Philadelphia’s black community fought long and hard to have the commemoration focus on the lives of the people enslaved at the first White House as a way to both redress the past and address the present. While legal slavery no longer exists in this country, the economic and social disparities between whites and people of color in the United States have been stubbornly persistent for decades, with little focused attention from either the White House or Congress. Certainly, a critical part of black support for Barack Obama was rooted in the belief that, as he stated, he would be president to all Americans. While this meant that he would not (and could not) be president only to African Americans, it also should have meant that black interests would not be ignored as they have been so consistently in most administrations. Policies that specifically address the impact of social and economic dislocation on black Americans are as vital to implement as those policies specifically constructed to address the needs of seniors, rural workers, or women.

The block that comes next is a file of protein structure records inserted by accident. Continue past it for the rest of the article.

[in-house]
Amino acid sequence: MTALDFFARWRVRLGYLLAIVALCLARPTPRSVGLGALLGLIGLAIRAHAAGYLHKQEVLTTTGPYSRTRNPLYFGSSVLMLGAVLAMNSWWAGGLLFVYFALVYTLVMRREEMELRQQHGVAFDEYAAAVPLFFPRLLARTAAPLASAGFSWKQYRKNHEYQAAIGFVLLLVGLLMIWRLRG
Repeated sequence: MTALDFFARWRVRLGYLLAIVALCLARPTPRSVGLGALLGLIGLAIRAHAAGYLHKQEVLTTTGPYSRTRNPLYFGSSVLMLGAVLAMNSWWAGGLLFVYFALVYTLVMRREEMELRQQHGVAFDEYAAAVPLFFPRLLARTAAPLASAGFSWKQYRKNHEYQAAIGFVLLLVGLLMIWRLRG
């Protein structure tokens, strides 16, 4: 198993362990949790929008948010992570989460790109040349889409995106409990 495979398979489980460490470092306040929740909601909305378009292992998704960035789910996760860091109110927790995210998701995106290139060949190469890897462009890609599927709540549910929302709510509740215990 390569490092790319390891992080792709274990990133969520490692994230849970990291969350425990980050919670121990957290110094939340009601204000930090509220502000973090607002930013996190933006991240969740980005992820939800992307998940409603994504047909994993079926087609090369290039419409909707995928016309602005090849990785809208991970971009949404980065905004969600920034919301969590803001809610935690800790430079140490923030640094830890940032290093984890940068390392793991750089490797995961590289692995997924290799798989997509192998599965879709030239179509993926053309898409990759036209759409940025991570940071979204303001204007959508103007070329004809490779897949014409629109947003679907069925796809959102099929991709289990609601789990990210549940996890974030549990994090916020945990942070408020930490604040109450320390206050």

The opening of the President’s House exhibit and its exposure of the role of slavery in the founding of the country is a propitious moment for reflecting not only on the history of black Americans vis-á-vis the White House and the presidency, but also for a redirection in public policy that begins to seriously address the specific needs of the black community, which will not be met sufficiently by a general, one-size-fits-all approach.

In perhaps his most memorable speech, delivered in Philadelphia during the 2008 campaign, and his only major public address to focus on race, Obama stated “[Race] is an issue that I believe this nation cannot afford to ignore right now,” pushing back against those who contend that racial discrimination is no longer an issue. He went on to say, “[We] do need to remind ourselves that so many of the disparities that exist in the African-American community today can be directly traced to inequalities passed on from earlier generations that suffered under the brutal legacy of slavery and Jim Crow.”